A bill requiring police to notify a deceased person’s family within a day of identifying a body advanced Monday through the legislature’s public safety committee despite concerns by some lawmakers it would diminish officers’ ability to make such notifications in-person.
The bill was originally drafted and passed by the Judiciary Committee in response to two high-profile cases from Bridgeport, where police failed to tell the families of Lauren Smith-Fields and Brenda Lee Rawls that their loved ones had died.
The legislation gives the state Inspector General authority to recommend repealing the certification of officers who do not make notification within 24 hours. Although it passed the judiciary panel on a bipartisan vote in March, current and former police officers on the public safety committee had reservations Monday.
Sen. Dan Champagne, a Vernon Republican and former police officer, said the bill’s potential consequences may cause officers to prioritize making timely notifications over making them in person. Champagne recalled informing a parent of the death of their child during his career as an officer.
“I had to do it by telephone. It was the worst thing I ever did and I hated making that notification that her son had died over the telephone but the reason I did it was because they were going to be gone for a week,” Champagne said. “This should happen in person because if that person has a medical issue when you’re notifying them, somebody should be present.”
Rep. Michael DiGiovancarlo, a Democrat from Waterbury who is an officer on that city’s police force, said he was unhappy with the potentially severe consequences included in the legislation.
“There was two incidents that were gross — grotesque and what I’ve learned in my 17 years now is we’re judged … by the actions of a few that should’ve done better,” he said.
The committee eventually approved the bill 13 to 10 with DiGiovancarlo voting in favor of the legislation in hopes it would be amended before final passage.
“I’ve seen some bad policing bills over the last few years that really have handcuffed law enforcement,” he said. “If I had to pick one that probably wouldn’t do too much damage, it’d probably be this one but I hope I see a change to a lesser level.”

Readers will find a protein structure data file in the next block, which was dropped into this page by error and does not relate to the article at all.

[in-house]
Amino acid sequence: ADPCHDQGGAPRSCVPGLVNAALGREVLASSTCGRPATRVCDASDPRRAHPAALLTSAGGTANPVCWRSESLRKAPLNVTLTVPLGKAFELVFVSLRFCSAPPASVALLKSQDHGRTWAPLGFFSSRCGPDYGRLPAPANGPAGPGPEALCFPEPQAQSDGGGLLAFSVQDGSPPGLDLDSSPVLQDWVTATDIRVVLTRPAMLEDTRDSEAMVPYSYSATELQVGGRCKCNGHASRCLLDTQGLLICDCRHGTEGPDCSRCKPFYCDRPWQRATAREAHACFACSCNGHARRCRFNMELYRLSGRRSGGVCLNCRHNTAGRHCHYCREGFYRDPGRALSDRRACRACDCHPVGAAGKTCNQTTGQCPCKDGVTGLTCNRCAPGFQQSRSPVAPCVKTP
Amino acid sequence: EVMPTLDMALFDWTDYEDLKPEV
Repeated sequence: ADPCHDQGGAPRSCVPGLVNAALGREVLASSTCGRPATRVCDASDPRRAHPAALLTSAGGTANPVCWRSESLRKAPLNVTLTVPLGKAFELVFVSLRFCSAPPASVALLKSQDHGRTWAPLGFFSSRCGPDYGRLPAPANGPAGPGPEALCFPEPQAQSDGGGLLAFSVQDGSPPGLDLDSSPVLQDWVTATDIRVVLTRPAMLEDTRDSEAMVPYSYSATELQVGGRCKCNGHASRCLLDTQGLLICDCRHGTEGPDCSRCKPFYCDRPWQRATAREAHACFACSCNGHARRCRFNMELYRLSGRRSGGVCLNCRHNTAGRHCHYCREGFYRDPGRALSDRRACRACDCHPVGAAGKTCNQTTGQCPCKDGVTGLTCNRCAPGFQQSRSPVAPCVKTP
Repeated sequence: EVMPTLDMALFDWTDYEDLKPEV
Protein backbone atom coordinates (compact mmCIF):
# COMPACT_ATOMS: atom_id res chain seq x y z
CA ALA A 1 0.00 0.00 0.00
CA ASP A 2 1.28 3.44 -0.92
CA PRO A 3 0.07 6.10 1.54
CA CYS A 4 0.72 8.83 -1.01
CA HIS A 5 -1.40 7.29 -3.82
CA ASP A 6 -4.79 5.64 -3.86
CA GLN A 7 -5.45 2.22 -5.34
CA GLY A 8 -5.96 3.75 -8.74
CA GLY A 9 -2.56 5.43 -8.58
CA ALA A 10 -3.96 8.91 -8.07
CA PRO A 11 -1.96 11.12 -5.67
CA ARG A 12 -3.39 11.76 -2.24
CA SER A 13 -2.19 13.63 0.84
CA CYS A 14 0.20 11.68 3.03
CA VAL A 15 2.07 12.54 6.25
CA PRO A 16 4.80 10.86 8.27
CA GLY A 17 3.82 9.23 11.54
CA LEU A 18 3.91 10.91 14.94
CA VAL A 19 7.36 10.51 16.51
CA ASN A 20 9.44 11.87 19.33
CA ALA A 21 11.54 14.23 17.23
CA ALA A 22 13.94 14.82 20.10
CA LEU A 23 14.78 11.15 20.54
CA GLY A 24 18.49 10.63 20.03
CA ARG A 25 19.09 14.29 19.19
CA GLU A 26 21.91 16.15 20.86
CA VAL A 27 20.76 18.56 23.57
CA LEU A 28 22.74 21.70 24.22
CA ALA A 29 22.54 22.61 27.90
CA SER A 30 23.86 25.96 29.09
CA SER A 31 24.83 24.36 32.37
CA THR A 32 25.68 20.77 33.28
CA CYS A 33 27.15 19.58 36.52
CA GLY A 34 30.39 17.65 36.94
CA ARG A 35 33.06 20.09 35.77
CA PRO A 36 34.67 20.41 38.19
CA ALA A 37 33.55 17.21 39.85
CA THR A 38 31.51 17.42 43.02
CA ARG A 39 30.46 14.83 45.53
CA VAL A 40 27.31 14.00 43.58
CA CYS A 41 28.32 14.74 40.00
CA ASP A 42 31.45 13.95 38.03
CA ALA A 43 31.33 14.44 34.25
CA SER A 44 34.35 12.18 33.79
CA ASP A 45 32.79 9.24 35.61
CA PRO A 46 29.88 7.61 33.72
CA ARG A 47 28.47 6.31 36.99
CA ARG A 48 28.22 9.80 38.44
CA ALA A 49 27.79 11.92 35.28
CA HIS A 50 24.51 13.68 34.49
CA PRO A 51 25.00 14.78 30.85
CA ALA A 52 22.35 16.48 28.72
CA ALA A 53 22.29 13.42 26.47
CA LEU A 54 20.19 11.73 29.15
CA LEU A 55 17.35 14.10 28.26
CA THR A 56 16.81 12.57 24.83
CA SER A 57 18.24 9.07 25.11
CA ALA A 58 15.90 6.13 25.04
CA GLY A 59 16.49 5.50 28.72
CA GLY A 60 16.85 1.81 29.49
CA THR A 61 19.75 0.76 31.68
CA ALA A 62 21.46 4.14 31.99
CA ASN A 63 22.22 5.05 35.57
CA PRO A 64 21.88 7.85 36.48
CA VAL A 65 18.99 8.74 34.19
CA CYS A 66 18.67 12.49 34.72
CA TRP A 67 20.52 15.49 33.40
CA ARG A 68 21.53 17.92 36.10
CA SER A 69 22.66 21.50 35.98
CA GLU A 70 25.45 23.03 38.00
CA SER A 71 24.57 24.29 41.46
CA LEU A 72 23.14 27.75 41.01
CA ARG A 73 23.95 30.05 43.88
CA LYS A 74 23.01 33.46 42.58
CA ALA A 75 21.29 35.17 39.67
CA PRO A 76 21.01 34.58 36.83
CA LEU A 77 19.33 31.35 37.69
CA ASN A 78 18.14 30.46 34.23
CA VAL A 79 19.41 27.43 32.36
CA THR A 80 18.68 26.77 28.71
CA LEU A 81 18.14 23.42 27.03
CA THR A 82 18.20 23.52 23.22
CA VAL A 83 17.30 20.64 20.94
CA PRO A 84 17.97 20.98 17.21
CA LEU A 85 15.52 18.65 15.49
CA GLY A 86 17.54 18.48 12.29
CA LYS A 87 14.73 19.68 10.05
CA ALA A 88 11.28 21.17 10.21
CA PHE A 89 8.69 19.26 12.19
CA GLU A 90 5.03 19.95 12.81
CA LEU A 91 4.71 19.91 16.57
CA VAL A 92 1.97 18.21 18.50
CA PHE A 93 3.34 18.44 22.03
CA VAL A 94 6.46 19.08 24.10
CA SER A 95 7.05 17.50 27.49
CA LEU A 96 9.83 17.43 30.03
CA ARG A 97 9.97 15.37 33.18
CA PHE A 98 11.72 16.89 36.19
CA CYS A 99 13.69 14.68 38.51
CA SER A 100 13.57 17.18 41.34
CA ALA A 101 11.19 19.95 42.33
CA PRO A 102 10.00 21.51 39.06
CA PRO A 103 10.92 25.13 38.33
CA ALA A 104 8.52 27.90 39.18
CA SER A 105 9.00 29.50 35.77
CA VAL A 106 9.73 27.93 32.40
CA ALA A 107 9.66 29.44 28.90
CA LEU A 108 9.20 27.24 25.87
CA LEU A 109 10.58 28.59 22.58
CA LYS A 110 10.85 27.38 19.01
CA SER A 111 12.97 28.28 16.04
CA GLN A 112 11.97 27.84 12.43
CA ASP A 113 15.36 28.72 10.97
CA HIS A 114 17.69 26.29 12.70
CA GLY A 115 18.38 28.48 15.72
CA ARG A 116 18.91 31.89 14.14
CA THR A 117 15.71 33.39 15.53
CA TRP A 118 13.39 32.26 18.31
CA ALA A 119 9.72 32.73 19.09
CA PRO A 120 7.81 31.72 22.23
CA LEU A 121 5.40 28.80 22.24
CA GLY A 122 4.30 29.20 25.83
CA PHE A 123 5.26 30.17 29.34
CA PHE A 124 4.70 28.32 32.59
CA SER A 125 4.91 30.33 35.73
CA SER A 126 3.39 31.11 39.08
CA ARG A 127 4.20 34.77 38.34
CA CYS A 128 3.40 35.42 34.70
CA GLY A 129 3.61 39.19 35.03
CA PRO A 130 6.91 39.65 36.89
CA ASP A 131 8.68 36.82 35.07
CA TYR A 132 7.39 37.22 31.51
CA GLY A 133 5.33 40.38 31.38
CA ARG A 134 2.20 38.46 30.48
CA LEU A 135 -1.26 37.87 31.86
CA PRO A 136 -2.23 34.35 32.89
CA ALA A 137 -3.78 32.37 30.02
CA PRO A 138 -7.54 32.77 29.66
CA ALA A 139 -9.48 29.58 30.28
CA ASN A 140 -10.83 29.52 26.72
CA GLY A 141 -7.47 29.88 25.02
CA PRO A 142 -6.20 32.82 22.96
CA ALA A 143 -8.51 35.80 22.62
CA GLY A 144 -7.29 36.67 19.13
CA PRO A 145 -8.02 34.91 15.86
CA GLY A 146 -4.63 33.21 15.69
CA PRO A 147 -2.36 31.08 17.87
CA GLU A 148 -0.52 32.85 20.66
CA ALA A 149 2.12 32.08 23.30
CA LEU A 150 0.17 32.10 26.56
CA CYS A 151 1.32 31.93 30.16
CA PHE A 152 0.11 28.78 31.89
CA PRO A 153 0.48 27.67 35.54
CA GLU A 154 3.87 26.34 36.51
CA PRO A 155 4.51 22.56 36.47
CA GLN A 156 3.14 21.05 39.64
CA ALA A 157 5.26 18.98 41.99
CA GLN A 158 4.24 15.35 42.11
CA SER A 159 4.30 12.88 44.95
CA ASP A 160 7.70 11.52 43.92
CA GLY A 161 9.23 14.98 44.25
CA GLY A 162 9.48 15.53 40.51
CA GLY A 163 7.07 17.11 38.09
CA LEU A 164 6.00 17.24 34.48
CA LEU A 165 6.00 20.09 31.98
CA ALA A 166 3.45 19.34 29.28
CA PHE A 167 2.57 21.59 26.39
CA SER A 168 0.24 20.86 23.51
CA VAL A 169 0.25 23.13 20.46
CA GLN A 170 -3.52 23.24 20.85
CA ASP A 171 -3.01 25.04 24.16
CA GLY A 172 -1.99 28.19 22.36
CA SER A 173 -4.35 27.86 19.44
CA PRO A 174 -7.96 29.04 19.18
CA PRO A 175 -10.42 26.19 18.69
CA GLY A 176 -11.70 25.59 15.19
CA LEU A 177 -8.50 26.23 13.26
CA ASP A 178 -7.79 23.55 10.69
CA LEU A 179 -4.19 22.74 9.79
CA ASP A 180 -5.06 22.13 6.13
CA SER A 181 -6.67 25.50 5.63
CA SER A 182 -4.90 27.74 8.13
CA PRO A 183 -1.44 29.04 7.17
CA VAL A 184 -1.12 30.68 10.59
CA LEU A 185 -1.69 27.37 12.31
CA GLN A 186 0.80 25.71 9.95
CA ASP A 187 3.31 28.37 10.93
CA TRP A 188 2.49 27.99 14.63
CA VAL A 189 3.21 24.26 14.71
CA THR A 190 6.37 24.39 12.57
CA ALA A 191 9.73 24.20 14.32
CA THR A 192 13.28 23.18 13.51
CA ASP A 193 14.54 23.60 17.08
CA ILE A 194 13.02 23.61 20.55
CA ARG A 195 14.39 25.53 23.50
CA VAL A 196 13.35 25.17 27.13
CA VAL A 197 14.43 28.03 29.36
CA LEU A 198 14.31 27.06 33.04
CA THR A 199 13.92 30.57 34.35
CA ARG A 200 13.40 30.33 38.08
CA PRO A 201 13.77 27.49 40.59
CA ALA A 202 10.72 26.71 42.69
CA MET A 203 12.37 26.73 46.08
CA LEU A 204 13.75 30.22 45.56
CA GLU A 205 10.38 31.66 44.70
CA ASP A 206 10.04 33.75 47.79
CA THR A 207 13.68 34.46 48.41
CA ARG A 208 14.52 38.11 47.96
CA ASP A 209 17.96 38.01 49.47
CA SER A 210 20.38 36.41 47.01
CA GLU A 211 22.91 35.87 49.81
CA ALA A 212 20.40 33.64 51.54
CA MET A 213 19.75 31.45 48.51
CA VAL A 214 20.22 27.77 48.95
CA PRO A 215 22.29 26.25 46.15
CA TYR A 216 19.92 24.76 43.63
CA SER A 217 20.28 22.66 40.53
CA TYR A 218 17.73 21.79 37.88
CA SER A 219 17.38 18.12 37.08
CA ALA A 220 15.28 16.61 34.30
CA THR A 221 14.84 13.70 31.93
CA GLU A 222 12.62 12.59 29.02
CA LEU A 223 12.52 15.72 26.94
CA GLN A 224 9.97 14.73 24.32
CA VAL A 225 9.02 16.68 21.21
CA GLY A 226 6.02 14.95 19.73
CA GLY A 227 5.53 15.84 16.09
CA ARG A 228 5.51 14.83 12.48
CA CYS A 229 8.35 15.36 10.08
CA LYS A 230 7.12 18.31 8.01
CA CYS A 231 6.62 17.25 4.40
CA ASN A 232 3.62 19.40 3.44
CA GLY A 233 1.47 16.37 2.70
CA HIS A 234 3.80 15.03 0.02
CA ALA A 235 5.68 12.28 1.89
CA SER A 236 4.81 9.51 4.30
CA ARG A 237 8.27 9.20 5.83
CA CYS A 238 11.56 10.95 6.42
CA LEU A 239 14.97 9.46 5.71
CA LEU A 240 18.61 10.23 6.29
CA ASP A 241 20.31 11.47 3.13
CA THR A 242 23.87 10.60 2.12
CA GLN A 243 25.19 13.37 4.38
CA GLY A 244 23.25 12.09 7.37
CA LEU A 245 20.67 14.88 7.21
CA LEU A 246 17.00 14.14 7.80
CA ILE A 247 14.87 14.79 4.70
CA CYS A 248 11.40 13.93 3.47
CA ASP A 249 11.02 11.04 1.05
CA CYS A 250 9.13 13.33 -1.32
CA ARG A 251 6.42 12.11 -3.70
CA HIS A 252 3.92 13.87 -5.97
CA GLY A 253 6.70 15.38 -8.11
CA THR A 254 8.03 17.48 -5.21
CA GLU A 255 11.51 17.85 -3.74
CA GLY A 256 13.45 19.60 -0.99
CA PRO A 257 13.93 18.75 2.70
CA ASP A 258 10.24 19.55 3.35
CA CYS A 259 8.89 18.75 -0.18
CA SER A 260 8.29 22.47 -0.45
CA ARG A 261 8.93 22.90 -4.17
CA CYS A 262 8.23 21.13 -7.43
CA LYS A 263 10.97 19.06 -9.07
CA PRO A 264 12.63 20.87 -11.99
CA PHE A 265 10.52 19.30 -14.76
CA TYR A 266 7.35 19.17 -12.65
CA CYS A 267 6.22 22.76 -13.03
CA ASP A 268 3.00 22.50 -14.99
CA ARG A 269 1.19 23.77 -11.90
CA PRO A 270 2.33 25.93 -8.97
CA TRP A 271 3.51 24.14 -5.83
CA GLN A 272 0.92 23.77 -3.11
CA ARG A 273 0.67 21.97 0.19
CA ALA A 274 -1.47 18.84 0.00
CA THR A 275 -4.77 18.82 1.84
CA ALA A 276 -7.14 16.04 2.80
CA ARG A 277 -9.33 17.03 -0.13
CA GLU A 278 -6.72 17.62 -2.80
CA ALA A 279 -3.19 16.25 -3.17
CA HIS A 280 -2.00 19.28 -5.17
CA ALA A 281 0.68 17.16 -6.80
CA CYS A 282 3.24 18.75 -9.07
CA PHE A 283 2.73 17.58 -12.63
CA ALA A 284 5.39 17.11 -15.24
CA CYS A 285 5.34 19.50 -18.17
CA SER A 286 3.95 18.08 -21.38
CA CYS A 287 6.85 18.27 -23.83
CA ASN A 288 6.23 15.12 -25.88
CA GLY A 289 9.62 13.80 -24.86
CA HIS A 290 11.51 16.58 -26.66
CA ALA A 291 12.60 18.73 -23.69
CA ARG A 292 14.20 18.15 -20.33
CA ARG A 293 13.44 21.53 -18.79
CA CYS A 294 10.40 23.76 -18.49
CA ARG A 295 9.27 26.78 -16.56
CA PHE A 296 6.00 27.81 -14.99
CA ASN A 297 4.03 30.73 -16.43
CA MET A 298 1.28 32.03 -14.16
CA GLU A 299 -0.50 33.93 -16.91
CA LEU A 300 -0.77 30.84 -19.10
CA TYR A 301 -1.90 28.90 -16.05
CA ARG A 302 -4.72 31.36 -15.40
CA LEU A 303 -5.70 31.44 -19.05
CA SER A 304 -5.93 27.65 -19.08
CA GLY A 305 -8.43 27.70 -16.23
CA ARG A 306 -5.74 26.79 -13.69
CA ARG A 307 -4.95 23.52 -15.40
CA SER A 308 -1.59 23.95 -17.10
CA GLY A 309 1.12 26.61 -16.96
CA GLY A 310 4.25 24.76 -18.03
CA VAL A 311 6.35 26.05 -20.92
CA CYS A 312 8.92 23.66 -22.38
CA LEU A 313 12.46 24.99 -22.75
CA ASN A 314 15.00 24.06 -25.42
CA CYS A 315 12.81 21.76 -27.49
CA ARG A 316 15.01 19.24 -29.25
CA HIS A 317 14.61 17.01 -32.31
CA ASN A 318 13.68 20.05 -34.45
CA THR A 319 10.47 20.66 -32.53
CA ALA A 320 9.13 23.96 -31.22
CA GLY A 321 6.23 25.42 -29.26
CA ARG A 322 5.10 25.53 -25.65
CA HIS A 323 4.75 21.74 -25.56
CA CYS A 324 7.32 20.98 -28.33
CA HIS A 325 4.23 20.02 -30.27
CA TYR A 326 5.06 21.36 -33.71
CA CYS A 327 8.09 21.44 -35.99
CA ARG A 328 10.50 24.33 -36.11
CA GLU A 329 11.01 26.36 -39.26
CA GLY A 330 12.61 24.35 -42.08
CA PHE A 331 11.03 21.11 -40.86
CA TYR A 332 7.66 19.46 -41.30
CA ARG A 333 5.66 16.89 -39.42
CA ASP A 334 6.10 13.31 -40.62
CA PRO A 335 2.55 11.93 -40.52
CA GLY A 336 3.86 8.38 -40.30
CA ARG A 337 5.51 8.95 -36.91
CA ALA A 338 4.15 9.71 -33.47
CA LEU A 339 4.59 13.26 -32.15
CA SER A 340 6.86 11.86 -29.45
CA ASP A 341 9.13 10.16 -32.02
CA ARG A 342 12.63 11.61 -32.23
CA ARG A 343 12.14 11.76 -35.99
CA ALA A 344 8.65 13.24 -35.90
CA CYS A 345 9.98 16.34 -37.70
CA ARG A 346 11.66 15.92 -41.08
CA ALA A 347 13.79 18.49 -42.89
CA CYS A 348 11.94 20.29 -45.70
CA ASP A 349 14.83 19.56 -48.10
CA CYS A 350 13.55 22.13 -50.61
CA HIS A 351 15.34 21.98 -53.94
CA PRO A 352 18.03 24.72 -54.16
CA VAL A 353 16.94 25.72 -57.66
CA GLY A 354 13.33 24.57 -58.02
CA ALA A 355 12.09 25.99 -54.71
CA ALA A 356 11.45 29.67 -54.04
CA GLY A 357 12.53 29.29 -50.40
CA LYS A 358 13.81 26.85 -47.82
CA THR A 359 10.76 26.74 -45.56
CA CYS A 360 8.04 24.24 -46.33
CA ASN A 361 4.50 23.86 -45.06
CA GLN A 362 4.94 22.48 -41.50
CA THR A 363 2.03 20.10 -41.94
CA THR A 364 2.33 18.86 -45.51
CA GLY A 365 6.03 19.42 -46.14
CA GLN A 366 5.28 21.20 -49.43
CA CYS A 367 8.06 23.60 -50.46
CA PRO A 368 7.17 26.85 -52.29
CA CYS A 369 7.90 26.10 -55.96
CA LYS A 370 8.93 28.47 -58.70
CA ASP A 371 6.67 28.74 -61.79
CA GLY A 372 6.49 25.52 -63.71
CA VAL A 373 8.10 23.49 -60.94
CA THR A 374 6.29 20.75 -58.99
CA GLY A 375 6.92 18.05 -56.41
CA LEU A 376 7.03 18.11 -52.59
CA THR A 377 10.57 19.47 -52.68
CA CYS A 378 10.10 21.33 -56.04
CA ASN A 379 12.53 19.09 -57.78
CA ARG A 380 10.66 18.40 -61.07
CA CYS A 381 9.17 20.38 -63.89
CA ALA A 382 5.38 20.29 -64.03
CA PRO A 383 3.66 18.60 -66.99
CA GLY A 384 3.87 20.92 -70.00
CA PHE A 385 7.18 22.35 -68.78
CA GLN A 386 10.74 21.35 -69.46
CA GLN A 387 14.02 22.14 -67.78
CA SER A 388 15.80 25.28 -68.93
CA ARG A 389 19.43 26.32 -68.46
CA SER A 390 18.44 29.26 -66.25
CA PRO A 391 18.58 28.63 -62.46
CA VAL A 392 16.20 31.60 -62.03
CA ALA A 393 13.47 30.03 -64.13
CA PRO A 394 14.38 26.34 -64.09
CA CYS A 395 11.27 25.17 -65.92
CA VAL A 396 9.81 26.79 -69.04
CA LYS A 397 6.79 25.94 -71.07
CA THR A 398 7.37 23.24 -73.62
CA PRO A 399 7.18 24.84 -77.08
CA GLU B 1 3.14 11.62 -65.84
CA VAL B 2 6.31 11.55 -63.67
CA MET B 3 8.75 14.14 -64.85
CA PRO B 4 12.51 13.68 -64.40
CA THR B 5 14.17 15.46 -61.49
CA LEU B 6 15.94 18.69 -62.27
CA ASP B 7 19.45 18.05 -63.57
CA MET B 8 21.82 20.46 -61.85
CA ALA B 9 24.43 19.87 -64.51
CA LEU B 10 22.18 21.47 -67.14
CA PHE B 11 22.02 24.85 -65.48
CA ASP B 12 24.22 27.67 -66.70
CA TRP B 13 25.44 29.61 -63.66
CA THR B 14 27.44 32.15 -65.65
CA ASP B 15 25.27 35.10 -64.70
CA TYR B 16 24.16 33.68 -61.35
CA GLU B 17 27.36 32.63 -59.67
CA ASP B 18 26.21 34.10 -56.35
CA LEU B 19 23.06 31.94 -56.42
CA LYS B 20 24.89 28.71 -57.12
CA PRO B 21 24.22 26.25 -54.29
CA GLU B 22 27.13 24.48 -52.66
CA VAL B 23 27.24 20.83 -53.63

The families of Smith-Fields and Rawls delivered emotional testimony before the Judiciary Committee last month. Smith-Fields’ mother recalled searching for her daughter and eventually learning of her death through a landlord who had left an ominous note taped to her daughter’s apartment door.
During Monday’s public safety meeting, Rep. Antonio Felipe, D-Bridgeport, said the bill was a safeguard to ensure other families do not suffer the experiences of the Rawls and Smith-Fields. It would not likely result in widespread disciplinary action against police officers, Felipe said.
“The right to grieve, the right to know that your family member is gone is a human right,” Felipe said. “I don’t think this is going to have this overarching effect on our police departments. I don’t think there’s going to be a bunch of police decertified for these situations.”
Rep. Greg Howard, a police officer and Republican from Stonington, said the bill singled out police officers.
“Police officers aren’t the only ones who make notifications. Doctors do. Hospitals, hospice nurses, nursing homes,” Howard said. “Are the people who die in those environments not involving the police, are their families somehow — they don’t need to be notified in a timely manner? I think they do, but again we’re targeting one profession.”
The bill will now go to the House of Representatives for consideration.